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Review of Who Fills the Global Governance Gap? Rethinking the Roles of Business and Government in Global Governance by Burkard Eberlein

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Political CSR has made great strides towards a better appreciation of the political involvement of corporations in global governance. However, its portrayal of the shifting balance between business and government in the globalized economy rests on a central, yet largely uncontested, assumption: that of a zero-sum constellation of substitution in which firms take on public responsibilities to fill governance gaps left by governments. This conceptual paper expands the political CSR perspective and makes three contributions to the debate on the political role of business and the role of government in global governance.

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Te political role of corporations has attracted scholarly attention in several disciplines, including political science, organizational and management studies, sociology, law, and economics. Tese literatures are interested in similar phenomena (including corporate political strategies and the political impacts of business mobilization). Yet, there are striking diferences between their normative premises, conceptual repertoires, and methodological toolboxes. While an integration of these perspectives is a long-term endeavor, our aim here is to provide an example of a promising avenue to cross-pollinate diferent streams of literature dealing with the role of corporations in politics. We do so by using concepts and methods developed by Volker Schneider, whose work has advanced the policy networks literature over the past three decades and shaped the research community’s understanding of the role of business in politics by studying these phenomena from a network perspective

Political science has developed a variety of theoretical perspectives and approaches to conceptualize and understand the political role of business. Te theoretical debate between pluralists like Dahl and elitists like Bachrach and Baratz revolved around the questions what power is, how it is exerted, and how politically powerful the business sector is in capitalist democracies.

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We hold that current theorizing on the firm in the corporate social responsibility (CSR.literature has not yet sufficiently integrated this new political role of private business. Instead, many conceptions of CSR build on the dominant economic paradigm which advocates a strict separation of political and economic domains (Sundaram and Inkpen, 2004) and a purely instrumental view of corporate politics. There are some recent studies in business ethics and CSR research that provide an alternative to the economic view. However, these studies have to date neither been integrated into a coherent paradigmatic perspective, nor have they been linked to helpful conceptual ideas in adjacent disciplines, such as political theory, international relations, and legal studies, where the political role of private actors in global governance has already been discussed intensively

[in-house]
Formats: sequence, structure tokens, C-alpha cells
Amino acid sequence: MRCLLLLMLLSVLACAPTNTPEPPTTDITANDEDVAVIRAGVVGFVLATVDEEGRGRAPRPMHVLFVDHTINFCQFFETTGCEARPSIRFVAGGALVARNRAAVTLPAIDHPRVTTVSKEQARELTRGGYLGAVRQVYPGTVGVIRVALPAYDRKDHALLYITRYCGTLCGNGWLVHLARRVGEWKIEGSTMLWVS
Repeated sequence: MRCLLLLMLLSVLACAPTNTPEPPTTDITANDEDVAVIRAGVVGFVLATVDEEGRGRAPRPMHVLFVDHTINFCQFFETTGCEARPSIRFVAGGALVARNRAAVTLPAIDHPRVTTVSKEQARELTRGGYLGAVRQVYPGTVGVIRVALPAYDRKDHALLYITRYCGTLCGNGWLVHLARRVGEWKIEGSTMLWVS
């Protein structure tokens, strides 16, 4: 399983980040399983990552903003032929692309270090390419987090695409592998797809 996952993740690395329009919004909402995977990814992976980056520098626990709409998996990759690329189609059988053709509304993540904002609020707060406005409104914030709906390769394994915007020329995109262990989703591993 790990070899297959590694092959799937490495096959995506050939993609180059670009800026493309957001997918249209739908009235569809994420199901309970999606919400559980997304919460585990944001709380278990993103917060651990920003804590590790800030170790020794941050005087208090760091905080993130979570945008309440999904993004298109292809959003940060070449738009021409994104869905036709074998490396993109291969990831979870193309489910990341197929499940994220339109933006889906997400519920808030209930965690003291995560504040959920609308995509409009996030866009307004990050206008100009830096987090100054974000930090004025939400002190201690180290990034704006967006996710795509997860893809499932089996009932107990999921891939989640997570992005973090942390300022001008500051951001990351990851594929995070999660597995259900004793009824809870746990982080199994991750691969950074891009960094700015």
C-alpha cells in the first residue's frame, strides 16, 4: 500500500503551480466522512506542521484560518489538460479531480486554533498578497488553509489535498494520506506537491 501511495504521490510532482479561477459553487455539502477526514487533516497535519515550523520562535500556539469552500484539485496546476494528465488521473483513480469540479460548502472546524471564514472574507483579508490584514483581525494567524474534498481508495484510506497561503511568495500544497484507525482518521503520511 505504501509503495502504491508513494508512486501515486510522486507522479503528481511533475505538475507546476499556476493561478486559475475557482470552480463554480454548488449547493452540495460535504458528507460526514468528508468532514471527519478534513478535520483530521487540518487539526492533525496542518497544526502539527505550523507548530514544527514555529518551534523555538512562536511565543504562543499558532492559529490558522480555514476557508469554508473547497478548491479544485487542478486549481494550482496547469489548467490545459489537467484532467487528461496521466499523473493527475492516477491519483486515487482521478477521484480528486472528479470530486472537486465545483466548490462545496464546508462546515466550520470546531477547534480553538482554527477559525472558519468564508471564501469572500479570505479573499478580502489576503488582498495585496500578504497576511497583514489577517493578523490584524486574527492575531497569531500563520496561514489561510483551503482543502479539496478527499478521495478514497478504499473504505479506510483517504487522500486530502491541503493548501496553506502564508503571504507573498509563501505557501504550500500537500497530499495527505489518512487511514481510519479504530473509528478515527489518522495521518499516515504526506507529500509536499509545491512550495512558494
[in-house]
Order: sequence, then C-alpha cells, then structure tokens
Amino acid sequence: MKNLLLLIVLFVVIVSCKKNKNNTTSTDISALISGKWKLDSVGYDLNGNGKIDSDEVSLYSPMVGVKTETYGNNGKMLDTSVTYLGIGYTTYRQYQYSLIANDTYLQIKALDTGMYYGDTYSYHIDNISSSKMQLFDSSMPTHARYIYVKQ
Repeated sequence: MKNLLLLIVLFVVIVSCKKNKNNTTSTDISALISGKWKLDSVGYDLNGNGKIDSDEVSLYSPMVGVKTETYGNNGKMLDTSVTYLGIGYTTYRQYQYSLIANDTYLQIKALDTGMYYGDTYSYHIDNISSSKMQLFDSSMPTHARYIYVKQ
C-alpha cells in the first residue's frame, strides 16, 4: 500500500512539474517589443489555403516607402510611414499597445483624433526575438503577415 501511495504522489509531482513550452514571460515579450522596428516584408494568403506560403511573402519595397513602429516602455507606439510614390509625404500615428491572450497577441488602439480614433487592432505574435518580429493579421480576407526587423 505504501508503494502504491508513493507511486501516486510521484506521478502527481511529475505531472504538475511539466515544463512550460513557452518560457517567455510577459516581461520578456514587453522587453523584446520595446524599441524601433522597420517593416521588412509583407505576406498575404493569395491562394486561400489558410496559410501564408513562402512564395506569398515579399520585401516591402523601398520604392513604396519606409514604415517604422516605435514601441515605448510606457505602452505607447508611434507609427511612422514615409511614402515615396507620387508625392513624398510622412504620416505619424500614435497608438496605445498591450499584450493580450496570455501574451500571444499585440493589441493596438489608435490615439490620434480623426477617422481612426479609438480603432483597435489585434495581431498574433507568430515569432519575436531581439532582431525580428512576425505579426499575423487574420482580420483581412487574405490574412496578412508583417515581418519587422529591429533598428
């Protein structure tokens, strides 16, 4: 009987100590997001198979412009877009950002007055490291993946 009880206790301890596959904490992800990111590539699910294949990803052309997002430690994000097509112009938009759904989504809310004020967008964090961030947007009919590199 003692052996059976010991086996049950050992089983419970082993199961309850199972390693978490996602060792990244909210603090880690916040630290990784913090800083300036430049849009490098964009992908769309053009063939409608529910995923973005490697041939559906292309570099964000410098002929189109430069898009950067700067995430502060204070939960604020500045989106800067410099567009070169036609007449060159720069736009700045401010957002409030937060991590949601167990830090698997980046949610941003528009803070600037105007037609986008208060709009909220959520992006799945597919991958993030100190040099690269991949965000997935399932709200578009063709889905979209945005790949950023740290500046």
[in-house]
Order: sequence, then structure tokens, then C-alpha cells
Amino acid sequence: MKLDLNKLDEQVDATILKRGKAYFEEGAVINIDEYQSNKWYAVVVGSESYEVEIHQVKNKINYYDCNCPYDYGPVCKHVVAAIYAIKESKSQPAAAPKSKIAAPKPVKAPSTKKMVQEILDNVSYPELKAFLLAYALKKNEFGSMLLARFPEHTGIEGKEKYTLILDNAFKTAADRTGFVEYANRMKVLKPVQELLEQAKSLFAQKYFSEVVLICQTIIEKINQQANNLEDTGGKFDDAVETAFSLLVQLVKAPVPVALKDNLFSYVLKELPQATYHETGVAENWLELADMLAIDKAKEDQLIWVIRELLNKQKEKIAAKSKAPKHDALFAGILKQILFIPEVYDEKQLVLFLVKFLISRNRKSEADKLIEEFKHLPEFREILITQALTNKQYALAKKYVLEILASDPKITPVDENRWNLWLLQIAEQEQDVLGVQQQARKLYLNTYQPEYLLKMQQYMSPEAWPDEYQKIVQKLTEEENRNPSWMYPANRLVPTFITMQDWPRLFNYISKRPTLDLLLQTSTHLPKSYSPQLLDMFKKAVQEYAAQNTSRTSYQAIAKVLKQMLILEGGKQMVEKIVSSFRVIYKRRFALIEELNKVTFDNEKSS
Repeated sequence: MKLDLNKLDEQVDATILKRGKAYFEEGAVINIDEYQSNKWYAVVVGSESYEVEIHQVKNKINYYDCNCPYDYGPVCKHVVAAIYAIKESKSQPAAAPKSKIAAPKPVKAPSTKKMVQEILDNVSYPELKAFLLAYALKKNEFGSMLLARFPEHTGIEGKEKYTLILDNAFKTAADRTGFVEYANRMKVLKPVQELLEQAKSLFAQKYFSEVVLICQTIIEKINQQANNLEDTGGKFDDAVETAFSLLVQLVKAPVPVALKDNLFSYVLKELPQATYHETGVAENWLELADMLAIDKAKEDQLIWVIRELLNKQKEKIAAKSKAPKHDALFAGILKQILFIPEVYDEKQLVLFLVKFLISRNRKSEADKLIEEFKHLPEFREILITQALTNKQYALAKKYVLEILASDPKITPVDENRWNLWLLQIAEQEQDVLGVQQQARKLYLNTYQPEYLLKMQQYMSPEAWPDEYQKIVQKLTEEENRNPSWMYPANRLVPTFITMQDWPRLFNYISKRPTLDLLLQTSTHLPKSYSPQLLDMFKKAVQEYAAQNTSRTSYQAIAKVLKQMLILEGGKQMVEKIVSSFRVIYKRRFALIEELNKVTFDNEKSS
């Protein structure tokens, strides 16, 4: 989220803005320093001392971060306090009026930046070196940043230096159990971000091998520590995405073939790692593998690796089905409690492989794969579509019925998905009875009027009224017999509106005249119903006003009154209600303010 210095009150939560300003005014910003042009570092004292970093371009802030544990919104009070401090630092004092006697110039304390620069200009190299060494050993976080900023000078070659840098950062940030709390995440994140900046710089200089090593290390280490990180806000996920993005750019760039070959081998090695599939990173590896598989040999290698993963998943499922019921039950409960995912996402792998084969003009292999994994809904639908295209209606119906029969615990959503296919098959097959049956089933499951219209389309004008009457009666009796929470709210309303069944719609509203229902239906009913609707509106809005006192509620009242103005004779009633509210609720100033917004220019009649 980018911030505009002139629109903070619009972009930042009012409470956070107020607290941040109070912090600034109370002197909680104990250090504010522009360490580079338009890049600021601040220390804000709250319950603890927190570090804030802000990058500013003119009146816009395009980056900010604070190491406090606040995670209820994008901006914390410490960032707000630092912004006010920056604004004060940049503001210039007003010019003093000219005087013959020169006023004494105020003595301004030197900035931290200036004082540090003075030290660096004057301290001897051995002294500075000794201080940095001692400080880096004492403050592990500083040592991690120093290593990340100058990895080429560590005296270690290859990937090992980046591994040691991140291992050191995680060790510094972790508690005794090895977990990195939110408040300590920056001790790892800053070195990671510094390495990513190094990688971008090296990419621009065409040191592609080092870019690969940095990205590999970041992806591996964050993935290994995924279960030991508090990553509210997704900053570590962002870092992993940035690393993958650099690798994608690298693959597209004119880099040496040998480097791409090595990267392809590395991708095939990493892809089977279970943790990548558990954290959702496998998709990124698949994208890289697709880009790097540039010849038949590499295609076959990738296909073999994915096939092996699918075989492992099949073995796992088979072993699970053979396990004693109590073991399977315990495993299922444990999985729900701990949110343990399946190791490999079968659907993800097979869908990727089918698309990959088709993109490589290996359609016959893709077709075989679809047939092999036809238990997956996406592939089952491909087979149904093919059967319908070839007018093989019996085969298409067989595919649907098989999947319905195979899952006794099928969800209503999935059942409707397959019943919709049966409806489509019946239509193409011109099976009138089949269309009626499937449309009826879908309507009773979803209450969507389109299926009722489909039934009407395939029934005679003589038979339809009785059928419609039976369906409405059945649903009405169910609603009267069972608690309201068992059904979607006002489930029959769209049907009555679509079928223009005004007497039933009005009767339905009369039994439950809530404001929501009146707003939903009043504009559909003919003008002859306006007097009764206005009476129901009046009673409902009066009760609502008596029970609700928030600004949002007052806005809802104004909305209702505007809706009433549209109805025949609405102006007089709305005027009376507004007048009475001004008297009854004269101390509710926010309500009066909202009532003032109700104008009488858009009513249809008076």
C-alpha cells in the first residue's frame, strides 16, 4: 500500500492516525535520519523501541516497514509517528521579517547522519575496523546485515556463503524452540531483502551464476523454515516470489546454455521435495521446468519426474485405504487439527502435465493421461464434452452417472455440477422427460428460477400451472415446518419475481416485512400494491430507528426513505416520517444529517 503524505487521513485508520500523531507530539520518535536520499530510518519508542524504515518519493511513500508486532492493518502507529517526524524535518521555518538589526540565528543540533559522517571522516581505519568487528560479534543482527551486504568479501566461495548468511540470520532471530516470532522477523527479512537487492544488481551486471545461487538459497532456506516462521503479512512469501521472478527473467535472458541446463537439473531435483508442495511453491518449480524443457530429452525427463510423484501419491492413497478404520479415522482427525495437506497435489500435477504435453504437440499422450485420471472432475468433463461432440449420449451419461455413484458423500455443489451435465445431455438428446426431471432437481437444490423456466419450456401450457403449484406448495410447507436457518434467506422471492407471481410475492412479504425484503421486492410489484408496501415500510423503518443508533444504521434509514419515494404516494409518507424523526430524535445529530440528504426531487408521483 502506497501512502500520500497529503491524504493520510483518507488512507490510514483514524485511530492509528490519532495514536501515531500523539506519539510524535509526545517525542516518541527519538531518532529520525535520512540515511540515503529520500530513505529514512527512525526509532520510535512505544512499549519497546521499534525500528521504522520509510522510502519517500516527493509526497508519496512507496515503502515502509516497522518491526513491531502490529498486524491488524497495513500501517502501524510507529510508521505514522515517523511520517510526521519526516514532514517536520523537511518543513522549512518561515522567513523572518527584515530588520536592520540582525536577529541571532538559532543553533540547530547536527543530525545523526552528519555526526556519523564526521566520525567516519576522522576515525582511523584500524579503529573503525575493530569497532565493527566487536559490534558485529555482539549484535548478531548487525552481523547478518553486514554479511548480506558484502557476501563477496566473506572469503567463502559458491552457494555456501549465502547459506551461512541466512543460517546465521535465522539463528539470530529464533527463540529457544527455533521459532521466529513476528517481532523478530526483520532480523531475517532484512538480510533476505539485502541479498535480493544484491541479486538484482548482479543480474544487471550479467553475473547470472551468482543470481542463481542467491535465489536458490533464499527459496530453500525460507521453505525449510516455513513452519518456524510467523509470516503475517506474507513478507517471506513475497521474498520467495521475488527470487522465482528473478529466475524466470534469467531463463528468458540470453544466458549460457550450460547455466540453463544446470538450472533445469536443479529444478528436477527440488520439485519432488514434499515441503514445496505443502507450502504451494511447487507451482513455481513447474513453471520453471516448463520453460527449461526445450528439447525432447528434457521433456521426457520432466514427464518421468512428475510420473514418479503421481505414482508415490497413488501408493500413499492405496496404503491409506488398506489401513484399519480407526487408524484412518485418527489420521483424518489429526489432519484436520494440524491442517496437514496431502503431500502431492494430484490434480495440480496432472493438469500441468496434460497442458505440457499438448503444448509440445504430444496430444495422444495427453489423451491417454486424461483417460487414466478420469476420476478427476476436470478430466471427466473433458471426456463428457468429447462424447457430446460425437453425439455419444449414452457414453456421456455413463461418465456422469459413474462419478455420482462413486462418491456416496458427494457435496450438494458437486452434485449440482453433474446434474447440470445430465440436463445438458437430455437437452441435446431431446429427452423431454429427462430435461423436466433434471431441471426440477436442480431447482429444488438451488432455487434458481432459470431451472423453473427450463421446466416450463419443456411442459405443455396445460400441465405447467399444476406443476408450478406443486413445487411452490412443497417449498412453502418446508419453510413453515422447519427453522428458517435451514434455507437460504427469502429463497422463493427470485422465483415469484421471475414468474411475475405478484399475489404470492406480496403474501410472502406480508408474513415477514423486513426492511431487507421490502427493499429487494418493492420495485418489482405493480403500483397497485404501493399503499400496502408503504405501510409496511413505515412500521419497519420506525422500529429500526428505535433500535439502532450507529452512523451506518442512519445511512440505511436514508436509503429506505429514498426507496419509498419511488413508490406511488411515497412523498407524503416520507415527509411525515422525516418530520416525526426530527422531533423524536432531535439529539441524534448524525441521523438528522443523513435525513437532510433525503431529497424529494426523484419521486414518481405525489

Our aim therefore is to review the recent business ethics and CSR literature in the context of the research on globalization done within and across other social sciences. Examining how recent debates in CSR reflect upon the consequences of globalization, we propose a new perspective of what we call ‘political CSR’. In a nutshell, political CSR suggests an extended model of governance with business firms contributing to global regulation and providing public goods. It goes beyond the instrumental view on politics in order to develop a new understanding of global politics where private actors such as corporations and civil society organizations play an active role in the democratic regulation and control of market transactions. These insights may enrich the theory of the firm with a more balanced view on political and economic responsibilities in a globalized world.

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In summary, political CSR has made great strides towards a better appreciation of the political involvement of corporations in global governance. However, its portrayal of the shifting balance between business and government in the globalized economy rests on a central, yet largely uncontested, assumption: that of a zero-sum constellation of substitution in which firms take on public responsibilities to fill governance gaps left by governments. This conceptual paper expands the political CSR perspective and makes three contributions to the debate on the political role of business and the role of government in global governance. The mapping identifies ‘soft steering’ as a prominent mode of governments governing business conduct

It identifies the mechanisms through which orchestration may address the barriers to corporate engagement with the public good and applies these mechanisms to the case of the Global Reporting Initiative.

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Sundaram, A. K. and Inkpen, A. C. (2004). ‘The corporate objective revisited’. Organization Science, 15, 350–63.

Taylor, K. M. (2004). ‘Thicker than blood: holding Exxon Mobil liable for human rights violations committed abroad’. Syracuse Journal of International Law and Commerce, 31, 274–97.

Swanson, D. L. (1999). ‘Toward an integrative theory of business and society: a research strategy for corporate social performance’. Academy of Management Review, 24, 506–21.

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